Religious Funeral Ceremonies
Bahai • Buddhist • Christian Scientist • Episcopalian • Greek-Orthodox • Hindu • Hmong • Islam • Jehovah’s Witness • Judaism • Mormon / Church of Jesus Christ of Latter Day Saints • Pentecostal • Protestant/Christian • Roman Catholic • Scientology • Seventh Day Adventists • Shinto • Sikhism
Baha’i is a religion with Islamic roots. Baha’is believe that after death, the soul leaves the physical body and world behind for a spiritual one. This spiritual world does not necessarily contain a Heaven or a Hell. Instead, Heaven is being near God, while Hell is being farther away. In addition, the Baha’i religion does not have a particular set of guidelines regarding funeral services. The few practices that they do have are as follows: Baha’is may wear anything from casual attire to formal wear to a funeral. Flowers and contributions in the deceased’s memory are also appropriate. However, non-Baha’is cannot contribute to a Baha’i fund. Concerning the deceased, they must be buried within a one-hour radius of the place of death. In addition, they are not to be embalmed or shown in an open casket.
According to the Buddhist faith, individuals pass through a series of reincarnations until they are liberated from worldly illusions and passions. Death is a way to reach the next reincarnation and move closer to nirvana, a state of absolute bliss. Buddhist funerals are often more like celebrations, where followers focus on the soul of the deceased as it makes its ascent from the physical body.
The Buddhist funeral services revolve around the concepts of sharing, good conduct and meditation. The first service is held within two days of a death at the home of the bereaved. A second service is held two to five days following the death, and is conducted by monks at the funeral home. The third and final service is held seven days after the burial or cremation and is meant to create positive energy for the deceased as he transcends to the next stage of reincarnation.
The viewing takes place the evening before the funeral. Guests are expected to view the body and offer a small bow in front of the casket to honor the impermanence of life. Guests should also offer their condolences to the family. The funeral ceremony includes chanting and individual offerings of incense. Guests are not expected to join either part of the ceremony, but should sit quietly and observe the rituals. While the family dresses in white, guests usually wear modest black clothing. Loose clothing is advised for ceremonies at temples where guests must sit on the floor to meditate. Flowers and donations can be sent to the funeral home, but food offerings are discouraged.
In 1879, Mrs. Mary Baker Eddy founded the Christian Scientist religion in Boston, Mass. Christian Scientists believe that sin, death and disease do not come from God. Instead, they are created by man. They also believe that funeral services are optional.
If a funeral service is preferred, attendees are encouraged to wear formal clothing in muted colors. Services are typically held in private or in funeral homes as opposed to a church. Since Christian Scientists do not have clergy, a Christian Scientist teacher, practitioner, reader or friend conducts the ceremony. The ceremony does not include personal remarks or eulogies. However, it does include readings from one of Mrs. Eddy’s books or from the King James Bible. Also, funerals are not typically open casket. In addition, food may be served afterward. However, alcohol is not permitted.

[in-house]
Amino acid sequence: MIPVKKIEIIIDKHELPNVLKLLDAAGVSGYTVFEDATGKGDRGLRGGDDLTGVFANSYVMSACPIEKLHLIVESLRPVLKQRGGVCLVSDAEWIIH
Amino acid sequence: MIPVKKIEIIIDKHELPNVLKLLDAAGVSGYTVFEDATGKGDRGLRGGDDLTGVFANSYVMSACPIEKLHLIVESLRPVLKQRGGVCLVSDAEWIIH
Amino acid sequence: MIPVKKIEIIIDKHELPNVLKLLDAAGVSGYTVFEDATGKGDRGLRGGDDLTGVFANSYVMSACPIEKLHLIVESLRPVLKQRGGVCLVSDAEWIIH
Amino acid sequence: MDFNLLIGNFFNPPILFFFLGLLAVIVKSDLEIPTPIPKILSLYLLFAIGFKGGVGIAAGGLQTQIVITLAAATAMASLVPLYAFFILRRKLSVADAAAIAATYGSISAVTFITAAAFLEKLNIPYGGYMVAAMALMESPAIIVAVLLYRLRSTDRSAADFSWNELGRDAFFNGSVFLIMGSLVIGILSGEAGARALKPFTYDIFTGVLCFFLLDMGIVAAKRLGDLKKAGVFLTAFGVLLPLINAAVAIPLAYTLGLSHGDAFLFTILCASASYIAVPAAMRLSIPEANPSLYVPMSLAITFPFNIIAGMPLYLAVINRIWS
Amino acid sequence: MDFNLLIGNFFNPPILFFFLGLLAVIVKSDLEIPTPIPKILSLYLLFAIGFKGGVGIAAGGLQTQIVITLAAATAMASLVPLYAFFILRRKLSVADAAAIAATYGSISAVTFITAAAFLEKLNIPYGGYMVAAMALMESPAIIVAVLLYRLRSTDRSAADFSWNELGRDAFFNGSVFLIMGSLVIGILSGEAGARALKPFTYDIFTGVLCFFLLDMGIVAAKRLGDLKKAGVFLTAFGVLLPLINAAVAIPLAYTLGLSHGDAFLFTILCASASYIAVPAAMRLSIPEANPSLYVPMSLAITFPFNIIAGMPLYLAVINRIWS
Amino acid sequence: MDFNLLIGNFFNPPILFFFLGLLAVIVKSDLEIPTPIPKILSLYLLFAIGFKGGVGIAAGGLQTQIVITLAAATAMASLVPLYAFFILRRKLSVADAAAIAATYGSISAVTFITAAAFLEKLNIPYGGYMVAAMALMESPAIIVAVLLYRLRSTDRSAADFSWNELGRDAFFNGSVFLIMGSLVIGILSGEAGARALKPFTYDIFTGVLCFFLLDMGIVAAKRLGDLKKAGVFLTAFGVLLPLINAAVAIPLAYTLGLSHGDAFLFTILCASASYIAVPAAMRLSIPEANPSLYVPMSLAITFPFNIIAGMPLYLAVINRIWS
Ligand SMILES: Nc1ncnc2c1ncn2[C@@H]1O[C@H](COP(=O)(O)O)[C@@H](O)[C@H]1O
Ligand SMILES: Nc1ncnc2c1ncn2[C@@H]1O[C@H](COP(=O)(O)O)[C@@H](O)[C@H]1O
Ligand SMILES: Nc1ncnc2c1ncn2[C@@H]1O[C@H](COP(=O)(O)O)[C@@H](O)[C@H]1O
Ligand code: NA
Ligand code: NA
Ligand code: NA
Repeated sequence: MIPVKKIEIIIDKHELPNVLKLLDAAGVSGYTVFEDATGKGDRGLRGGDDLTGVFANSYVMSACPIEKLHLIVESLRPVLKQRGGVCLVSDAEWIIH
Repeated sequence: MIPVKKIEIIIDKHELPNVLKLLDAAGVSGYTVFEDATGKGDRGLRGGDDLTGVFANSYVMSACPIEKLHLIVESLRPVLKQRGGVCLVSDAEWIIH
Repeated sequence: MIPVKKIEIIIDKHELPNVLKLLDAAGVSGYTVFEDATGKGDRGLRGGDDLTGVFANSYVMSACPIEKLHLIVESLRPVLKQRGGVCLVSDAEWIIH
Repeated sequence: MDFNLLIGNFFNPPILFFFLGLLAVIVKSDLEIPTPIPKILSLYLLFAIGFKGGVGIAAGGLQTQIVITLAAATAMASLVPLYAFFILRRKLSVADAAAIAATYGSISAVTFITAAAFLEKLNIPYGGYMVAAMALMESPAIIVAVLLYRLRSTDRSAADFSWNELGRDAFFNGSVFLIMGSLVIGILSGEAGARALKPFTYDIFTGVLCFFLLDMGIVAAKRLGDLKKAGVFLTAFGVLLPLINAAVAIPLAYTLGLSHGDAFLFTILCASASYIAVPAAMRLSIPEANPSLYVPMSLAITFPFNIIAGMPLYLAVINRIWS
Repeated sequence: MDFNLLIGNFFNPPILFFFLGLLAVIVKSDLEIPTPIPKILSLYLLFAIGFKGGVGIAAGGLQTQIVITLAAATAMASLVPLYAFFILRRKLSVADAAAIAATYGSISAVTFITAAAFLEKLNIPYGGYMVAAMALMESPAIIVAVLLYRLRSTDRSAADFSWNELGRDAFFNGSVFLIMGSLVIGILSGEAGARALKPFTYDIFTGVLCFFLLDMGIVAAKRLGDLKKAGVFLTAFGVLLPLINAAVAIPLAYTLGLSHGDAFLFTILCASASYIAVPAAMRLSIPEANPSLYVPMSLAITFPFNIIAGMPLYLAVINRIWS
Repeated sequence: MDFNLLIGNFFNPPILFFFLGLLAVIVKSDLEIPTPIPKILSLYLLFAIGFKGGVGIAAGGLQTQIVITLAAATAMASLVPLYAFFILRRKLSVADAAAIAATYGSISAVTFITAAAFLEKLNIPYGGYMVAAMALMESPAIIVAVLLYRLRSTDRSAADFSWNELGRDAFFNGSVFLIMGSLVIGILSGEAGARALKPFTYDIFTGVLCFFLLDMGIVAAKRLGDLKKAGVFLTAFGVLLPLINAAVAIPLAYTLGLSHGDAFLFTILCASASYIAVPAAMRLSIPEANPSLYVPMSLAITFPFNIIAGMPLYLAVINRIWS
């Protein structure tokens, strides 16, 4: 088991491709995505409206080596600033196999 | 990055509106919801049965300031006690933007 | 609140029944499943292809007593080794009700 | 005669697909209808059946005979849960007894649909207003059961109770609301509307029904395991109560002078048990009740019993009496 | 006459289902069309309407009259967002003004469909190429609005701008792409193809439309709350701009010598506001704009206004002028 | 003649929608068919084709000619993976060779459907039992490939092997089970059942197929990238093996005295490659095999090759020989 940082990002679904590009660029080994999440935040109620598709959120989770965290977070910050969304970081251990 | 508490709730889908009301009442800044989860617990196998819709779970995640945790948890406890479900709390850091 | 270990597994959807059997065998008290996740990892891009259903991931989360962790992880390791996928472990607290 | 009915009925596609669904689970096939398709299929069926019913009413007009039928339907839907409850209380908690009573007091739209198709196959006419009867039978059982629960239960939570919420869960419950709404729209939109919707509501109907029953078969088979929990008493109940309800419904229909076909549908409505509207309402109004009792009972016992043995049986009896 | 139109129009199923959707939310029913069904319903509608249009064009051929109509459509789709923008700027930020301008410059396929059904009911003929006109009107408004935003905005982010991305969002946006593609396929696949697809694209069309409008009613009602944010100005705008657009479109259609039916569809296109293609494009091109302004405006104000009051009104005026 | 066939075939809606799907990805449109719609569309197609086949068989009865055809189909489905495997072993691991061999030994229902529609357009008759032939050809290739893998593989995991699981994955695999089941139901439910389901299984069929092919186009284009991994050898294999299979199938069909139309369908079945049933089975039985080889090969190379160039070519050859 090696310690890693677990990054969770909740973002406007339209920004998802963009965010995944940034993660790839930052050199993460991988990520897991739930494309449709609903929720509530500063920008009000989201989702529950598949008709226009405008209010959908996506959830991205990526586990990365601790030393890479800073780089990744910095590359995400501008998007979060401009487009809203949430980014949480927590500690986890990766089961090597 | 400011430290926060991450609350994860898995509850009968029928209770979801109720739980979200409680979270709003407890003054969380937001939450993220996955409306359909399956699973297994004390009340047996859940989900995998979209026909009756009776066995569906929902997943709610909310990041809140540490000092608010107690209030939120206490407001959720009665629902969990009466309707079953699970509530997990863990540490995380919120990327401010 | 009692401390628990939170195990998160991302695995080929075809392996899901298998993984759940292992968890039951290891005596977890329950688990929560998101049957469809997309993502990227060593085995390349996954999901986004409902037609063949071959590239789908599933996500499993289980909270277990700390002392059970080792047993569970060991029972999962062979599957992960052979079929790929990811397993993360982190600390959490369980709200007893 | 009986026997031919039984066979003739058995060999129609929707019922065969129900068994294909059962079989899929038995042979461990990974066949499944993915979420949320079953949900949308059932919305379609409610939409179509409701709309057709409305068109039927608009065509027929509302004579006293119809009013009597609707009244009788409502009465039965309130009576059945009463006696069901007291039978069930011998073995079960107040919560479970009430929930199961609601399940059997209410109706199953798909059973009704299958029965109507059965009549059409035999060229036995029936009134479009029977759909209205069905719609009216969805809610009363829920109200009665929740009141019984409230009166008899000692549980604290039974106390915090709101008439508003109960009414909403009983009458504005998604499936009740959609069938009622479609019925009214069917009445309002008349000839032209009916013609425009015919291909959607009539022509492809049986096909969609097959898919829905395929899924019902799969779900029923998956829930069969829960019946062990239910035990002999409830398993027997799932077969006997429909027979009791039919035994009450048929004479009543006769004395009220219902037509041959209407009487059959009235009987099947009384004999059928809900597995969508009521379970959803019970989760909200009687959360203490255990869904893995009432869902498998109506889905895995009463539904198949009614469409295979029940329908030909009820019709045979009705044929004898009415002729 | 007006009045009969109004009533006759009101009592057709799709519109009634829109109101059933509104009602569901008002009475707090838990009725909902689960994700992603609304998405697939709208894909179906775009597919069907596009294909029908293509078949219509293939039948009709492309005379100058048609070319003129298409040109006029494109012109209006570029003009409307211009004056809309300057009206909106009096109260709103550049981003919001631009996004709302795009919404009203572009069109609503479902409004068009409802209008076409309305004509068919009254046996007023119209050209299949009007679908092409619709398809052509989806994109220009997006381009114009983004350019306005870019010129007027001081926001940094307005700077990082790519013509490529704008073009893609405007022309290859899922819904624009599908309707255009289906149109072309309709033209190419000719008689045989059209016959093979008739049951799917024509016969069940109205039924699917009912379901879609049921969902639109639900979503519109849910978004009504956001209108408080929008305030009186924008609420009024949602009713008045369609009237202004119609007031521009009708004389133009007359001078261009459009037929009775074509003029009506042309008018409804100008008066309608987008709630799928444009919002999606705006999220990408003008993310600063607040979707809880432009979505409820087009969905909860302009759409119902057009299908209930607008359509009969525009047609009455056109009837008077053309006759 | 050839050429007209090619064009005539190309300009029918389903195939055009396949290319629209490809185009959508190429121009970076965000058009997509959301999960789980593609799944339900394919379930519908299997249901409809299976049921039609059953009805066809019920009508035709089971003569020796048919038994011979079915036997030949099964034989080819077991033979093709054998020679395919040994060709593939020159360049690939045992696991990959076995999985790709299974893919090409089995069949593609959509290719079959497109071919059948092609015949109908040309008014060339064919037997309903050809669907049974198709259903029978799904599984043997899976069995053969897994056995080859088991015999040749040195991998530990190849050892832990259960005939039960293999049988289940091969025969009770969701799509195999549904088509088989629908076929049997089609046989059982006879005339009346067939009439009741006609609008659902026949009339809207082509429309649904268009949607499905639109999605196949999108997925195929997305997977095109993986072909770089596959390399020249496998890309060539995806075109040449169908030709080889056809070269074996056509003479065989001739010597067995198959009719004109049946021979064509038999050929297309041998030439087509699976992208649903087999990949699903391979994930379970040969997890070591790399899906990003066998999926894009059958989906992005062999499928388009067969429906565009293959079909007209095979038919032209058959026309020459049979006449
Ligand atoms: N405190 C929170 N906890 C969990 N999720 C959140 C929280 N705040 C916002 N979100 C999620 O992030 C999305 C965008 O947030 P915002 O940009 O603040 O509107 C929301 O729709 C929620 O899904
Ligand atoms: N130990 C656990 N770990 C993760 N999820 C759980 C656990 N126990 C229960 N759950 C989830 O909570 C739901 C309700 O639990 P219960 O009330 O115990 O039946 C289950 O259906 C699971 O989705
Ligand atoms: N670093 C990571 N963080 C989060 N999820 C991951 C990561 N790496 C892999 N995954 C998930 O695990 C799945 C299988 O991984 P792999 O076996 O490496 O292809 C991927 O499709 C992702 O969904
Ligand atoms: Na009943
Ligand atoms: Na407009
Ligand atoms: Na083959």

Episcopalians find their religious roots in the Church of England. They believe in heaven and hell, with the final judgment being made by Christ. Their funeral services can take place alone or as part of a bigger ceremony, complete with Communion. An Episcopal priest conducts the ceremony, during which the casket is typically closed. During the ceremony, the priest reads from The Book of Common Prayer. Non-Episcopalians are encouraged to join in reciting the prayers if they agree with their faith. In addition, only baptized Christians are permitted to take Communion.
The Greek Orthodox Church has many traditions—many of them surrounding funeral services. Members of the Greek Orthodox religion believe that at the moment of death, the deceased receive a partial judgment—they get a preview of heaven and hell. On the final judgment day, the deceased are sent to either heaven or hell.
At the deceased’s funeral services, mourners are expected to wear navy blue or black, formal clothing. If mourners choose to visit the grieving family before the service, tradition requires that they say, “May you have an abundant life,” or “May their memory be eternal.” In addition, making contributions to a pre-determined charity or fund is appropriate. During the actual services, mourners must stand at the appropriate times and pay respects to the family. Funerals are also typically open casket. As a result, both members and non-members of the Greek Orthodox faith are expected to bow in front of the casket and kiss the object (cross or otherwise) resting on the deceased’s chest. Later, at the internment, each mourner places a flower on the casket. Afterward, family and friends may head to a restaurant, church hall or private home for what is customarily called a “mercy meal.”
Other traditions include that widows wear black clothing for up to two years after the death of their spouse and that a memorial service for the deceased be held on the Sunday closest to the 40-day mark after death. Annual memorial services may follow on the anniversary of the death.
Hindus believe that upon death, an individual’s soul enters another reincarnation. The reincarnation depends on the individual’s karma, which is determined by his actions in his present life as well as his past lives. Once an individual realizes the true nature of reality, the soul will become one with Brahman, the One, All-Encompassing soul. The funeral ceremony serves as a purification process to cleanse the soul for a possible union with Brahman.